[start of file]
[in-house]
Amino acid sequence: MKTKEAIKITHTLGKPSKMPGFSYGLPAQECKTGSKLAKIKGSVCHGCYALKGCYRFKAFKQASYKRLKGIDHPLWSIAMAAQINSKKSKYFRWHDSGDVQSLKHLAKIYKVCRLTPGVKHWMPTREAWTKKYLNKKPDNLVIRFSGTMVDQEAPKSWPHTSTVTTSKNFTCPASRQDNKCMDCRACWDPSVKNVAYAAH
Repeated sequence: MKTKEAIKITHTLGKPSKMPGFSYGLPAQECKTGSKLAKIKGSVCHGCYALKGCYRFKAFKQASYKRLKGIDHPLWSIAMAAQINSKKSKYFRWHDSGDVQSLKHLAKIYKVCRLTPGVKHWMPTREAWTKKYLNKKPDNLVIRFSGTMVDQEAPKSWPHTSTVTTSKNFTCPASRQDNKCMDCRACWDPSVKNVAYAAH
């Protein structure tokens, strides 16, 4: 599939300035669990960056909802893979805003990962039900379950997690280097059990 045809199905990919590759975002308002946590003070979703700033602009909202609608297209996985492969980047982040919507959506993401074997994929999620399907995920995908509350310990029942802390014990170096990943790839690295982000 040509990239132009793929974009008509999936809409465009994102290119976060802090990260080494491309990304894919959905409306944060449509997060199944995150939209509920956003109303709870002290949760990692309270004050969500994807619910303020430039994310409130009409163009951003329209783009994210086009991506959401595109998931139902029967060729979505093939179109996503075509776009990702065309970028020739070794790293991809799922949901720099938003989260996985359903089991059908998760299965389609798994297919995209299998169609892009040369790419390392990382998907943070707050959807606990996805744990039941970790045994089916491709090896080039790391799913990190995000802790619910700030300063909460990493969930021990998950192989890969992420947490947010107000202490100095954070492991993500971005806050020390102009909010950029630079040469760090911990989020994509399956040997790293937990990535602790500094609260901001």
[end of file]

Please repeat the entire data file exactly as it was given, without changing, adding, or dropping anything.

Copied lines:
[in-house]
Amino acid sequence: MKTKEAIKITHTLGKPSKMPGFSYGLPAQECKTGSKLAKIKGSVCHGCYALKGCYRFKAFKQASYKRLKGIDHPLWSIAMAAQINSKKSKYFRWHDSGDVQSLKHLAKIYKVCRLTPGVKHWMPTREAWTKKYLNKKPDNLVIRFSGTMVDQEAPKSWPHTSTVTTSKNFTCPASRQDNKCMDCRACWDPSVKNVAYAAH
Repeated sequence: MKTKEAIKITHTLGKPSKMPGFSYGLPAQECKTGSKLAKIKGSVCHGCYALKGCYRFKAFKQASYKRLKGIDHPLWSIAMAAQINSKKSKYFRWHDSGDVQSLKHLAKIYKVCRLTPGVKHWMPTREAWTKKYLNKKPDNLVIRFSGTMVDQEAPKSWPHTSTVTTSKNFTCPASRQDNKCMDCRACWDPSVKNVAYAAH
């Protein structure tokens, strides 16, 4: 599939300035669990960056909802893979805003990962039900379950997690280097059990 045809199905990919590759975002308002946590003070979703700033602009909202609608297209996985492969980047982040919507959506993401074997994929999620399907995920995908509350310990029942802390014990170096990943790839690295982000 040509990239132009793929974009008509999936809409465009994102290119976060802090990260080494491309990304894919959905409306944060449509997060199944995150939209509920956003109303709870002290949760990692309270004050969500994807619910303020430039994310409130009409163009951003329209783009994210086009991506959401595109998931139902029967060729979505093939179109996503075509776009990702065309970028020739070794790293991809799922949901720099938003989260996985359903089991059908998760299965389609798994297919995209299998169609892009040369790419390392990382998907943070707050959807606990996805744990039941970790045994089916491709090896080039790391799913990190995000802790619910700030300063909460990493969930021990998950192989890969992420947490947010107000202490100095954070492991993500971005806050020390102009909010950029630079040469760090911990989020994509399956040997790293937990990535602790500094609260901001």